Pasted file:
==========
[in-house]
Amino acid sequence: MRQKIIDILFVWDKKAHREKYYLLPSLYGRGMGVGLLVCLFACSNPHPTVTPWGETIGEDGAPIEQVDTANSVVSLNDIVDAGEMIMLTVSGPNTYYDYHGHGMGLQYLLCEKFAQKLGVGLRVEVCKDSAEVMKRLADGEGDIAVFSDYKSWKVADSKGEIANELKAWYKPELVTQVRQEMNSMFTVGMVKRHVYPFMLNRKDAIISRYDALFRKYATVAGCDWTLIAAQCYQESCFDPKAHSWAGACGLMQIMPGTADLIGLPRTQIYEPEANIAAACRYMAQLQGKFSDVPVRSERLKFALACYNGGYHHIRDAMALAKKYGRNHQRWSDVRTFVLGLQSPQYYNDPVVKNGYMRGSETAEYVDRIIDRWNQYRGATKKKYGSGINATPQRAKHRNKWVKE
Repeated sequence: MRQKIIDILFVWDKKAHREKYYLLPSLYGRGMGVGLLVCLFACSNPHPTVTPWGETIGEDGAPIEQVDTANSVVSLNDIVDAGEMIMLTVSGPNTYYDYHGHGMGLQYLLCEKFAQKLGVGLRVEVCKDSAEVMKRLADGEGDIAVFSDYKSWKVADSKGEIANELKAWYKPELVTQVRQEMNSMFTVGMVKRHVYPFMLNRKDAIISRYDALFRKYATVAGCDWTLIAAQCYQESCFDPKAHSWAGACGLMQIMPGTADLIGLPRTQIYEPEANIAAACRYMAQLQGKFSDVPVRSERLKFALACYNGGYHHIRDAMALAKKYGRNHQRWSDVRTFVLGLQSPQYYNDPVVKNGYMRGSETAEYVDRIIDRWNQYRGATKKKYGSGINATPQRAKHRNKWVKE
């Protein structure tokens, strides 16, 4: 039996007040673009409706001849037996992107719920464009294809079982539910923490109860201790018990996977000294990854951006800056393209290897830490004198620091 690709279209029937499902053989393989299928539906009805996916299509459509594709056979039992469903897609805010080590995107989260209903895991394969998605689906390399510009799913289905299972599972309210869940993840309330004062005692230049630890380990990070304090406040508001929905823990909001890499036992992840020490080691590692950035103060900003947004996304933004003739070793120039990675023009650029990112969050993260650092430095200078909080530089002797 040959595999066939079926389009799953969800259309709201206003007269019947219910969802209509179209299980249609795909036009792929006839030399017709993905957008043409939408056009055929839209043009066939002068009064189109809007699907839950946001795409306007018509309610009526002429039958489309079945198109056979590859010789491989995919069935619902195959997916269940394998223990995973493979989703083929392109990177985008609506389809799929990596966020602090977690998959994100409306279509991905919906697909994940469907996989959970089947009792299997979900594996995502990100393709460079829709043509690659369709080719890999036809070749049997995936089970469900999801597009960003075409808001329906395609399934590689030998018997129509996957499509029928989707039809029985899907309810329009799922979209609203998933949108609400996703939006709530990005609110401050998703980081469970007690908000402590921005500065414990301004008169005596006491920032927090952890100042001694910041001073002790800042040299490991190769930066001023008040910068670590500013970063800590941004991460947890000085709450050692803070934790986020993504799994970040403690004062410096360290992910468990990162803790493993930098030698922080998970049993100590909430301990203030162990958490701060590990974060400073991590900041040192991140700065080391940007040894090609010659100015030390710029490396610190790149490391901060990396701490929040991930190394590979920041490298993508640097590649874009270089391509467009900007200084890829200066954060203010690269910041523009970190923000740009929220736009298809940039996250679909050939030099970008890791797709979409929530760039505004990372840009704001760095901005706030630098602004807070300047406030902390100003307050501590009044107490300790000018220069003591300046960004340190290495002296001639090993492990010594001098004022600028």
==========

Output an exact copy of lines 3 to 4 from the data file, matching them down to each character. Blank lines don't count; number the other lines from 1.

Repeated sequence: MRQKIIDILFVWDKKAHREKYYLLPSLYGRGMGVGLLVCLFACSNPHPTVTPWGETIGEDGAPIEQVDTANSVVSLNDIVDAGEMIMLTVSGPNTYYDYHGHGMGLQYLLCEKFAQKLGVGLRVEVCKDSAEVMKRLADGEGDIAVFSDYKSWKVADSKGEIANELKAWYKPELVTQVRQEMNSMFTVGMVKRHVYPFMLNRKDAIISRYDALFRKYATVAGCDWTLIAAQCYQESCFDPKAHSWAGACGLMQIMPGTADLIGLPRTQIYEPEANIAAACRYMAQLQGKFSDVPVRSERLKFALACYNGGYHHIRDAMALAKKYGRNHQRWSDVRTFVLGLQSPQYYNDPVVKNGYMRGSETAEYVDRIIDRWNQYRGATKKKYGSGINATPQRAKHRNKWVKE
């Protein structure tokens, strides 16, 4: 039996007040673009409706001849037996992107719920464009294809079982539910923490109860201790018990996977000294990854951006800056393209290897830490004198620091 690709279209029937499902053989393989299928539906009805996916299509459509594709056979039992469903897609805010080590995107989260209903895991394969998605689906390399510009799913289905299972599972309210869940993840309330004062005692230049630890380990990070304090406040508001929905823990909001890499036992992840020490080691590692950035103060900003947004996304933004003739070793120039990675023009650029990112969050993260650092430095200078909080530089002797 040959595999066939079926389009799953969800259309709201206003007269019947219910969802209509179209299980249609795909036009792929006839030399017709993905957008043409939408056009055929839209043009066939002068009064189109809007699907839950946001795409306007018509309610009526002429039958489309079945198109056979590859010789491989995919069935619902195959997916269940394998223990995973493979989703083929392109990177985008609506389809799929990596966020602090977690998959994100409306279509991905919906697909994940469907996989959970089947009792299997979900594996995502990100393709460079829709043509690659369709080719890999036809070749049997995936089970469900999801597009960003075409808001329906395609399934590689030998018997129509996957499509029928989707039809029985899907309810329009799922979209609203998933949108609400996703939006709530990005609110401050998703980081469970007690908000402590921005500065414990301004008169005596006491920032927090952890100042001694910041001073002790800042040299490991190769930066001023008040910068670590500013970063800590941004991460947890000085709450050692803070934790986020993504799994970040403690004062410096360290992910468990990162803790493993930098030698922080998970049993100590909430301990203030162990958490701060590990974060400073991590900041040192991140700065080391940007040894090609010659100015030390710029490396610190790149490391901060990396701490929040991930190394590979920041490298993508640097590649874009270089391509467009900007200084890829200066954060203010690269910041523009970190923000740009929220736009298809940039996250679909050939030099970008890791797709979409929530760039505004990372840009704001760095901005706030630098602004807070300047406030902390100003307050501590009044107490300790000018220069003591300046960004340190290495002296001639090993492990010594001098004022600028």